Allianz refuses dialogue with its striking Korean workers
Since 23 January, 1,000 of the 1,700 employees are on strike and many of them have not been home for weeks.
Allianz Life Korea staff protests against the company’s breach of the collective agreement. In 2005/2006, the two sides had laid down that they would negotiate a mutually agreed performance related pay system. Negotiations came to a standstill. Management then refused the union’s proposal to involve an outside consultancy for cost and time reasons. Early this year, it then introduced a system unilaterally without taking account of the views of the employees, one that is unique in the industry.
The Korean colleagues met with ver.di representatives. The latter included members of the supervisory board of Allianz SE who also raised the issue with the company later. Jörg Reinbrecht, UNI-Europa Finance Vice-President from ver.di and member of the supervisory board, said: “I expect that the management board of Allianz SE talks to the Korean workers’ representatives to defuse the situation.”
The delegation was prohibited from distributing leaflets to Allianz workers. Rather than stirring up the conflict, the colleagues refrained from protest actions. They said: “we are seeking constructive dialogue and a relationship built on the mutual loyalty of staff and management.”
This is actually also Allianz’s policy. Its agreement with its European workforce on employees’ involvement explicitly states that a precondition for the economic success of Allianz Group is an intensive dialogue between management and employee representatives and their unions. As a signatory to the UN Global Compact, it also regards collective bargaining as a constructive forum for addressing the working conditions and terms of employment.
Oliver Roethig, Head UNI Finance Department, said that “evidently dialogue in Korea has broken down. Allianz Head Office shies away from its responsibility and flouts its own company values.”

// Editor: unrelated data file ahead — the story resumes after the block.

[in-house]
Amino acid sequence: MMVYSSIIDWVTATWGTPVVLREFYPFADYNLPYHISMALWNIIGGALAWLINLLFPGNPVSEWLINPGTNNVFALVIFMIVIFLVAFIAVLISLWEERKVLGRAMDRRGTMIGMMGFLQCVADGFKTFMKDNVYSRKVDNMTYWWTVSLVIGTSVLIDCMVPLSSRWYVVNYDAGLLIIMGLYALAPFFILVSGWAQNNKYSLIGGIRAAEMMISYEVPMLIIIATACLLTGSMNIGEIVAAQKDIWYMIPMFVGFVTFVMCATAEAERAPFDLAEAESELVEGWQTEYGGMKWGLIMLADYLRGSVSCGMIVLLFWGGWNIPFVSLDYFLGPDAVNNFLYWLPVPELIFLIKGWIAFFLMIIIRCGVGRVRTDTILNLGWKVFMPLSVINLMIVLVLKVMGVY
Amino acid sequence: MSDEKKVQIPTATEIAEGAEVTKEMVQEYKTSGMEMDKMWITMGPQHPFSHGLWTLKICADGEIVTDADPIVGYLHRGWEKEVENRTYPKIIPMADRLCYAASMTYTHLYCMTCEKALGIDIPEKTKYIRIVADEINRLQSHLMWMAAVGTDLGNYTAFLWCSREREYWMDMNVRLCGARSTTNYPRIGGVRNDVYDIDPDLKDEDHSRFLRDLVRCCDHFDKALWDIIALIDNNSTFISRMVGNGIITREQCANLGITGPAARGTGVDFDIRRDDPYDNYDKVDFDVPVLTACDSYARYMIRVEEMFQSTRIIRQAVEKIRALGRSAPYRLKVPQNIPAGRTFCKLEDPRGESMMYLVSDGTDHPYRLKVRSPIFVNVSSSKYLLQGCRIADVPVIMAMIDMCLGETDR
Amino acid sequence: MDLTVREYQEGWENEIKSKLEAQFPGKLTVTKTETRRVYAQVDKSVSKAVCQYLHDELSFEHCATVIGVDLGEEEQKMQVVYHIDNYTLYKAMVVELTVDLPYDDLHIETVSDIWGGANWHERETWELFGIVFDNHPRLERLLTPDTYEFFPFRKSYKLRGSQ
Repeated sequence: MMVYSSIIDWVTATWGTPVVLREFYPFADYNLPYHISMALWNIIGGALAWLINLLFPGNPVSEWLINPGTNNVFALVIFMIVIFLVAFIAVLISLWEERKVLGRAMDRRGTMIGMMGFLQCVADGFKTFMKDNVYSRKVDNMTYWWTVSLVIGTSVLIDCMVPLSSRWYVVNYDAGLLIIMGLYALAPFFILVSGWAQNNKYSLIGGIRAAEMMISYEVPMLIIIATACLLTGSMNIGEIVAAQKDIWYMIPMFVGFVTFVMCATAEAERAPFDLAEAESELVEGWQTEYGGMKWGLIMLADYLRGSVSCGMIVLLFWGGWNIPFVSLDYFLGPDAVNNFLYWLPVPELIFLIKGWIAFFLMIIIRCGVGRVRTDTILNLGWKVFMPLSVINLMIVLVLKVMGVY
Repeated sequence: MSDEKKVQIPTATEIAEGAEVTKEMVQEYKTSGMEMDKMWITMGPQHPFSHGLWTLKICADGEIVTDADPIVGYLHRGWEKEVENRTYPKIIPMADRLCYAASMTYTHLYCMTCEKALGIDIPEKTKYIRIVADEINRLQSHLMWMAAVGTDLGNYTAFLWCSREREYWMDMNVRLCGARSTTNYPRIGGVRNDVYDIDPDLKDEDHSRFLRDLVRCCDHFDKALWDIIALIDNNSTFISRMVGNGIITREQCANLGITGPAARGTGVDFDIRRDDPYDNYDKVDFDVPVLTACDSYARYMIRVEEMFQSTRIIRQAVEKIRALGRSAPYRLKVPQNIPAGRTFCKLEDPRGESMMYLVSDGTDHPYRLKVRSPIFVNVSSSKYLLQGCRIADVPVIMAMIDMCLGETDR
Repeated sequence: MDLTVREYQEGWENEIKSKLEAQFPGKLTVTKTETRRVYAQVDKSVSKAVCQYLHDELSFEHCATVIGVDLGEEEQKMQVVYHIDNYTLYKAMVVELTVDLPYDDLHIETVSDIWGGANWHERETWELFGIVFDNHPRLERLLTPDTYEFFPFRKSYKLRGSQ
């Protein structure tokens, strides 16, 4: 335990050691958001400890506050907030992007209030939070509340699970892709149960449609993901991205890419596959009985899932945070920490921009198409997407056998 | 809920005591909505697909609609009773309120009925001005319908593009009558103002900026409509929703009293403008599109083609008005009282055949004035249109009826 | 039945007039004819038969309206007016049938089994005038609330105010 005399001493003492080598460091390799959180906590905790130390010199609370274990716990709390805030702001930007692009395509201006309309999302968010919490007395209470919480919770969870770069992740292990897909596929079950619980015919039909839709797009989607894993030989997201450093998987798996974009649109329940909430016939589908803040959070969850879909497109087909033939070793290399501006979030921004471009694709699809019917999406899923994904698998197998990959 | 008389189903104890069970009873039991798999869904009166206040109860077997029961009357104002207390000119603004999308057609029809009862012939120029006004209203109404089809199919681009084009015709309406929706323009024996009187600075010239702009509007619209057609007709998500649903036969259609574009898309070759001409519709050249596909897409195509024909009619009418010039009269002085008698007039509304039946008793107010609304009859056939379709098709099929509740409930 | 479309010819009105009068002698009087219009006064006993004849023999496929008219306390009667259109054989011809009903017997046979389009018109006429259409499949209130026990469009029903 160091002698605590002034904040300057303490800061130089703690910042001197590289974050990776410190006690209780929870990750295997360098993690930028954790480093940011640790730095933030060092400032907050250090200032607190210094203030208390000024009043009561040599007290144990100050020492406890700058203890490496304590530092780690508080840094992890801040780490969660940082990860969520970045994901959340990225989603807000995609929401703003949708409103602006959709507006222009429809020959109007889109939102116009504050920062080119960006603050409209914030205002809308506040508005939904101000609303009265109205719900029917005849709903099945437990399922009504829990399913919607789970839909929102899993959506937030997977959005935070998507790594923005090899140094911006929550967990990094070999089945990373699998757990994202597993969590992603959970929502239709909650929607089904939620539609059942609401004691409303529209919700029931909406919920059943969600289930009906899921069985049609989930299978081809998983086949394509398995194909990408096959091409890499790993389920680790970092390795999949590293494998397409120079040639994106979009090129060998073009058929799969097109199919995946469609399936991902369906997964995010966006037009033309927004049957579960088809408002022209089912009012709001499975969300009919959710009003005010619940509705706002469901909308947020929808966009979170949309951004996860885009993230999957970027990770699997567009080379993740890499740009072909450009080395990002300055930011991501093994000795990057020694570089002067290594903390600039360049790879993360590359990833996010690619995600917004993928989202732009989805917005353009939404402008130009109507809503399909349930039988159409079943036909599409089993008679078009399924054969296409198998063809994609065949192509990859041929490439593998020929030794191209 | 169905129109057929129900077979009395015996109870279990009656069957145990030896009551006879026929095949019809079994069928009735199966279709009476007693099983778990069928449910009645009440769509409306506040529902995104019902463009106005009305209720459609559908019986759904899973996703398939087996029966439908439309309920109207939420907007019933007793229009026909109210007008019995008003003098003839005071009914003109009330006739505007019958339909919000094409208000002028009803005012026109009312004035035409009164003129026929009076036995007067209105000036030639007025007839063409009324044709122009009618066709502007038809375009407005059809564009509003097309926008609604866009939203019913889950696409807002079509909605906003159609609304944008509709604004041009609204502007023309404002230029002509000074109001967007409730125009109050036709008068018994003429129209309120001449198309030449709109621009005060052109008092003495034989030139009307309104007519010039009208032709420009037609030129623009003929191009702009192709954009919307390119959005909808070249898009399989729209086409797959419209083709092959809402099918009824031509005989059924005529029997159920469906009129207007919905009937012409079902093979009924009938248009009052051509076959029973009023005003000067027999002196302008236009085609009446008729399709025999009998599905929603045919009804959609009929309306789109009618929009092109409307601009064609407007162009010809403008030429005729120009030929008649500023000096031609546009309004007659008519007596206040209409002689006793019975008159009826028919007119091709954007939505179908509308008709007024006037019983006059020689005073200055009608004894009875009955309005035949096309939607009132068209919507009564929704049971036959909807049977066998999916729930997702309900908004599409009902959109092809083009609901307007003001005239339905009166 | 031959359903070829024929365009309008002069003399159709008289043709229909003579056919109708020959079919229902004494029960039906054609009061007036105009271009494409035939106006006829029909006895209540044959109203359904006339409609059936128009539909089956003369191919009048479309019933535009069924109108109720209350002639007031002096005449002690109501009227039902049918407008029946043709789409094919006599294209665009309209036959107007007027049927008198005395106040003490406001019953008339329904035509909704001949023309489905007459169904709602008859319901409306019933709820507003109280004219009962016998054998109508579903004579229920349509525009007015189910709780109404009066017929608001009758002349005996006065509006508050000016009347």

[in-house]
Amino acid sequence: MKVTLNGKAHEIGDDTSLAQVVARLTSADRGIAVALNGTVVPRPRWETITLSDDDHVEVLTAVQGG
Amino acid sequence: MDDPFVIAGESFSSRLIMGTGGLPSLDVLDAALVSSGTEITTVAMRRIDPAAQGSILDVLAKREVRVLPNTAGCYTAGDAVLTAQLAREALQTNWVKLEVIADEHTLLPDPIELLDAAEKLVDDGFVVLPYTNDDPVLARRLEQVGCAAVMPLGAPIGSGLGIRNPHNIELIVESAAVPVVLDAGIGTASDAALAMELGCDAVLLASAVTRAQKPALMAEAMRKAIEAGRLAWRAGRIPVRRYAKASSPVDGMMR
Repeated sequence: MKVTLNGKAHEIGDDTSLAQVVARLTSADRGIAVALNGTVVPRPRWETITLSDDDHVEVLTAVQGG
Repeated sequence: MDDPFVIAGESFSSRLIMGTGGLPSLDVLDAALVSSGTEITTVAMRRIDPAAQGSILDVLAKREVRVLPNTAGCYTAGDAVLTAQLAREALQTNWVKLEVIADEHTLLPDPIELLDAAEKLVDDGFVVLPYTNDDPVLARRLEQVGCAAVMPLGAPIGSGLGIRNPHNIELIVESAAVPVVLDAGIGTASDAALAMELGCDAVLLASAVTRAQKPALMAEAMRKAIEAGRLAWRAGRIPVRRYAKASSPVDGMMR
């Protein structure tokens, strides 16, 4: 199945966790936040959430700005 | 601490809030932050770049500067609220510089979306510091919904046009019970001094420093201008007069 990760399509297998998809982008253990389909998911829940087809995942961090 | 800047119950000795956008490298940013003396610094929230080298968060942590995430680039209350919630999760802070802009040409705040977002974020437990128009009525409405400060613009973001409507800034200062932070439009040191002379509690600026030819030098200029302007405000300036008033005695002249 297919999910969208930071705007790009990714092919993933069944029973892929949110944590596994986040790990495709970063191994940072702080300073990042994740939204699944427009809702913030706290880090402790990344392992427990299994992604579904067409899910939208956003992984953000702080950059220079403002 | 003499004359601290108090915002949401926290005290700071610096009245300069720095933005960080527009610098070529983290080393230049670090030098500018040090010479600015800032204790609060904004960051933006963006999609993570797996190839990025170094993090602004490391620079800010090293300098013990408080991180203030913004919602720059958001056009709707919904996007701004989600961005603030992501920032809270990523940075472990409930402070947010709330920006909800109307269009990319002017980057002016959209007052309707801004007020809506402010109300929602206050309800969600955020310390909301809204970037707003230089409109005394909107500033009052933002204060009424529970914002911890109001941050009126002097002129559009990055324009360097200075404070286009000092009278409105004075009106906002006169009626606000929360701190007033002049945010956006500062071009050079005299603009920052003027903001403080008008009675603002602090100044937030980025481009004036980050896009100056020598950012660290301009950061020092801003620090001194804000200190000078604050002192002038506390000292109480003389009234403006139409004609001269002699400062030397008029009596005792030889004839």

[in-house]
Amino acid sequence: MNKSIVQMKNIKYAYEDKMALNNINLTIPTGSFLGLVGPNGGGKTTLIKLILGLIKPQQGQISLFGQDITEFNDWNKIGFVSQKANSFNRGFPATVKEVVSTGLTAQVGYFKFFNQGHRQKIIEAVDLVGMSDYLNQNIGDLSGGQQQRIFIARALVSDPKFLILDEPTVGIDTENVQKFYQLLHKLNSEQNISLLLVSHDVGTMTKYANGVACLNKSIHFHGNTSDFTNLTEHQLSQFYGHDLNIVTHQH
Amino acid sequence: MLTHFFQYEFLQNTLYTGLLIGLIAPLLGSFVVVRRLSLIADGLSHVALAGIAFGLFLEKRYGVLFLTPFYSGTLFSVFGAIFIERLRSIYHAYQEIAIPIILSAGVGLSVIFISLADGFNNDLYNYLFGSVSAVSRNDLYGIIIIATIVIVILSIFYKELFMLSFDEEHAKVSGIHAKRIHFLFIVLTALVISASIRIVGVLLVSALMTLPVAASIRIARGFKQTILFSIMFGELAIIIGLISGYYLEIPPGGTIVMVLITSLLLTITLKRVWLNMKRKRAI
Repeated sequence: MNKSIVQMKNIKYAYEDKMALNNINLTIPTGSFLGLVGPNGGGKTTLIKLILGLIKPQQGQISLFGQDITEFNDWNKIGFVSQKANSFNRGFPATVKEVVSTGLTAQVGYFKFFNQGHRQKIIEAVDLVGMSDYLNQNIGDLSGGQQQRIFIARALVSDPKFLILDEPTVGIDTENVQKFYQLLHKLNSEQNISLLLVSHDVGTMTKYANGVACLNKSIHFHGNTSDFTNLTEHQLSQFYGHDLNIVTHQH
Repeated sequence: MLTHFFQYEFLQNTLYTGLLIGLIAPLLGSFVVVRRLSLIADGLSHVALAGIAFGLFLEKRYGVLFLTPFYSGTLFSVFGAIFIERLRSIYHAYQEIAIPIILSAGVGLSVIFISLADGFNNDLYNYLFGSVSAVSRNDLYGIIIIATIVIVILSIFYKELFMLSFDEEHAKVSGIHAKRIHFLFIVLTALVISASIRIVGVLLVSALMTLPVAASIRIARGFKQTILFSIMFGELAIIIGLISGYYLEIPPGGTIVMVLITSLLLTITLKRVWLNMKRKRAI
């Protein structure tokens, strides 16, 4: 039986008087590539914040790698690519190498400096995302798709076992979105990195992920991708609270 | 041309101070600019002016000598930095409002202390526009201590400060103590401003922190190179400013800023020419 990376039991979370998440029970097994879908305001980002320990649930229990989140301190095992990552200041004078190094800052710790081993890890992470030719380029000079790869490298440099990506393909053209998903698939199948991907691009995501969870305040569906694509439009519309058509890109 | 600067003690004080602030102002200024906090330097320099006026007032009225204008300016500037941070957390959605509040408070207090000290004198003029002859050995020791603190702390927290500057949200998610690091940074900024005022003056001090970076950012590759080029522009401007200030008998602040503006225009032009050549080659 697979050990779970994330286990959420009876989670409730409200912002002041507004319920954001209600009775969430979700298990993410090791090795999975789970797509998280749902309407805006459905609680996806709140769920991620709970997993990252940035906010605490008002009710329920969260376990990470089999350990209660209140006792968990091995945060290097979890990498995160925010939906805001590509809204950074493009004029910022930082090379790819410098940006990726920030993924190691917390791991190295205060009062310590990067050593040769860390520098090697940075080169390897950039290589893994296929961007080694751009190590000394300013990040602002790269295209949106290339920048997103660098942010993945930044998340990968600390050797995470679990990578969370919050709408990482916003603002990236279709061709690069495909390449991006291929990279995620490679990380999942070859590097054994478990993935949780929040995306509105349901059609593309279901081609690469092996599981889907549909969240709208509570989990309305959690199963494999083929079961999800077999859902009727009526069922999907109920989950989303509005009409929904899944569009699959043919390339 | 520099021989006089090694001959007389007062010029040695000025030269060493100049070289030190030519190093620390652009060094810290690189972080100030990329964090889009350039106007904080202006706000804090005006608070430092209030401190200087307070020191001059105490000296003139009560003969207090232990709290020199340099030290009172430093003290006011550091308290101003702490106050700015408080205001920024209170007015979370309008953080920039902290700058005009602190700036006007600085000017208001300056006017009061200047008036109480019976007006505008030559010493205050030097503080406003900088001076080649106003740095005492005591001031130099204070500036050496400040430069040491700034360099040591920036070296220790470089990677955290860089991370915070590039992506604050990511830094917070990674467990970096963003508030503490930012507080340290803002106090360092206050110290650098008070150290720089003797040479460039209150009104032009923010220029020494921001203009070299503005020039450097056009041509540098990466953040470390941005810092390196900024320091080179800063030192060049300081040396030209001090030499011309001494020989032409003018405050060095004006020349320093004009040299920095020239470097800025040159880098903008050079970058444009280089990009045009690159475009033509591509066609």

The German newspaper Süddeutsche Zeitung quoted Allianz Group saying that they do “not want that the situation escalates and will look at everything without haste”. Süddeutsche concluded that “a well thought-out de-escalation strategy is surely asked for in this dispute between head office and its Asian outstation.”
“Looking at Allianz’s behaviour in Munich, the question is whether it is a global company or just a worldwide conglomeration of companies,” said Roethig. “For a company that wants to be a global player, a head-in-the-sand policy is not good and pro-active corporate governance. It is not acceptable that head office washes its hands of the turmoil in Korea. The buck stops with Mr Diekmann and the board members of Allianz SE. For a wait-and-see approach it is too late.”
UNI Finance joins in the demands of Korean colleagues on strike:
- Allianz must respect the collective agreement.
- Allianz must stop the performance related pay system.
- Allianz must be prepared to negotiate about such a system with the union in good faith until an agreement is reached.
- Allianz top management must talk to Allianz Life Korea Union.
Roethig said: “UNI Finance is ready to work together with Allianz Group and our affiliates in resolving the conflict. UNI Finance will now accelerate its solidarity campaign with Allianz Life Union Korea and the 1,000 colleagues on strike – in Korea, Germany and worldwide.”